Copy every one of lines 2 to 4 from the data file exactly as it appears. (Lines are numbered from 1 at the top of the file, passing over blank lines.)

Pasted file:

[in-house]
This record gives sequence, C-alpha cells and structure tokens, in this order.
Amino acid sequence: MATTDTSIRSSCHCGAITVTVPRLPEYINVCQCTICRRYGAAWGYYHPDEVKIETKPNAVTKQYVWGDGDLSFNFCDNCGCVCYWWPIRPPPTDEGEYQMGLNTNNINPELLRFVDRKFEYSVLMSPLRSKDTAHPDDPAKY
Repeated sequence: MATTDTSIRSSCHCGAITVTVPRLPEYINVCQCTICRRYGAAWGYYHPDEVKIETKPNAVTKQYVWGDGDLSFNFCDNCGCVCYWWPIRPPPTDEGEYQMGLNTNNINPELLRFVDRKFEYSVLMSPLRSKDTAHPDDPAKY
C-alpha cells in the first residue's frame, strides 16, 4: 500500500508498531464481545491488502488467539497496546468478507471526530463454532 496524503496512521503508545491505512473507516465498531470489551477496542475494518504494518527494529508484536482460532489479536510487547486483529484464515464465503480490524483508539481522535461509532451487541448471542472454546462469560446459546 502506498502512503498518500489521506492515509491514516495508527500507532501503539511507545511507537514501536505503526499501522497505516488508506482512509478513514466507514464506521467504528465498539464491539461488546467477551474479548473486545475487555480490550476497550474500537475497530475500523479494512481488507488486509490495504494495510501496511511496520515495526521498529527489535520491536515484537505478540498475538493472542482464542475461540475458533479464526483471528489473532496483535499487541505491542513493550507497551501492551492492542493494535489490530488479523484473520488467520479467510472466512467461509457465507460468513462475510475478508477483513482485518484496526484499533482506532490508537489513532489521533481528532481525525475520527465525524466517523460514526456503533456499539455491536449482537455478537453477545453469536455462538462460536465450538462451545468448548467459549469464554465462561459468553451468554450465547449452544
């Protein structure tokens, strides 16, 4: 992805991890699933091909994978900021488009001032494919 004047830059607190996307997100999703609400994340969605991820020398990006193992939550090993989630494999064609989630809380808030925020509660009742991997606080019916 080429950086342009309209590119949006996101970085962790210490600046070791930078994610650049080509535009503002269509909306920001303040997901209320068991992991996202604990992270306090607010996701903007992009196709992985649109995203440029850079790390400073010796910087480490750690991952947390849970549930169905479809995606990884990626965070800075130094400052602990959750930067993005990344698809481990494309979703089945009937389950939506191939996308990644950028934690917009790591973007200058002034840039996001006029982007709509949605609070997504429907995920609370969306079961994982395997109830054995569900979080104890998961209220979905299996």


This record gives sequence, C-alpha cells and structure tokens, in this order.
Amino acid sequence: MATTDTSIRSSCHCGAITVTVPRLPEYINVCQCTICRRYGAAWGYYHPDEVKIETKPNAVTKQYVWGDGDLSFNFCDNCGCVCYWWPIRPPPTDEGEYQMGLNTNNINPELLRFVDRKFEYSVLMSPLRSKDTAHPDDPAKY
Repeated sequence: MATTDTSIRSSCHCGAITVTVPRLPEYINVCQCTICRRYGAAWGYYHPDEVKIETKPNAVTKQYVWGDGDLSFNFCDNCGCVCYWWPIRPPPTDEGEYQMGLNTNNINPELLRFVDRKFEYSVLMSPLRSKDTAHPDDPAKY